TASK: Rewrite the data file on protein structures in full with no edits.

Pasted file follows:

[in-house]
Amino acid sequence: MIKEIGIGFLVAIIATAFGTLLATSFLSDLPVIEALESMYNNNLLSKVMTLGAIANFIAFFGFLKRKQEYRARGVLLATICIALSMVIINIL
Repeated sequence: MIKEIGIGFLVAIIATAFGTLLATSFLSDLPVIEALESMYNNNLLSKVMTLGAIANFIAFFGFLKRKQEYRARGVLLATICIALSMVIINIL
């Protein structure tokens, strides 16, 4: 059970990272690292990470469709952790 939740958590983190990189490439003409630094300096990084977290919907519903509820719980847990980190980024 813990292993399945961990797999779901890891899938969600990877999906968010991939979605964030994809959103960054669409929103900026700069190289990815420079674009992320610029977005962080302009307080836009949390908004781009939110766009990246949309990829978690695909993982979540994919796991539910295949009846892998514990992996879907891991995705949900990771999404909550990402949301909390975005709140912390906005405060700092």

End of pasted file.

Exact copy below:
[in-house]
Amino acid sequence: MIKEIGIGFLVAIIATAFGTLLATSFLSDLPVIEALESMYNNNLLSKVMTLGAIANFIAFFGFLKRKQEYRARGVLLATICIALSMVIINIL
Repeated sequence: MIKEIGIGFLVAIIATAFGTLLATSFLSDLPVIEALESMYNNNLLSKVMTLGAIANFIAFFGFLKRKQEYRARGVLLATICIALSMVIINIL
């Protein structure tokens, strides 16, 4: 059970990272690292990470469709952790 939740958590983190990189490439003409630094300096990084977290919907519903509820719980847990980190980024 813990292993399945961990797999779901890891899938969600990877999906968010991939979605964030994809959103960054669409929103900026700069190289990815420079674009992320610029977005962080302009307080836009949390908004781009939110766009990246949309990829978690695909993982979540994919796991539910295949009846892998514990992996879907891991995705949900990771999404909550990402949301909390975005709140912390906005405060700092």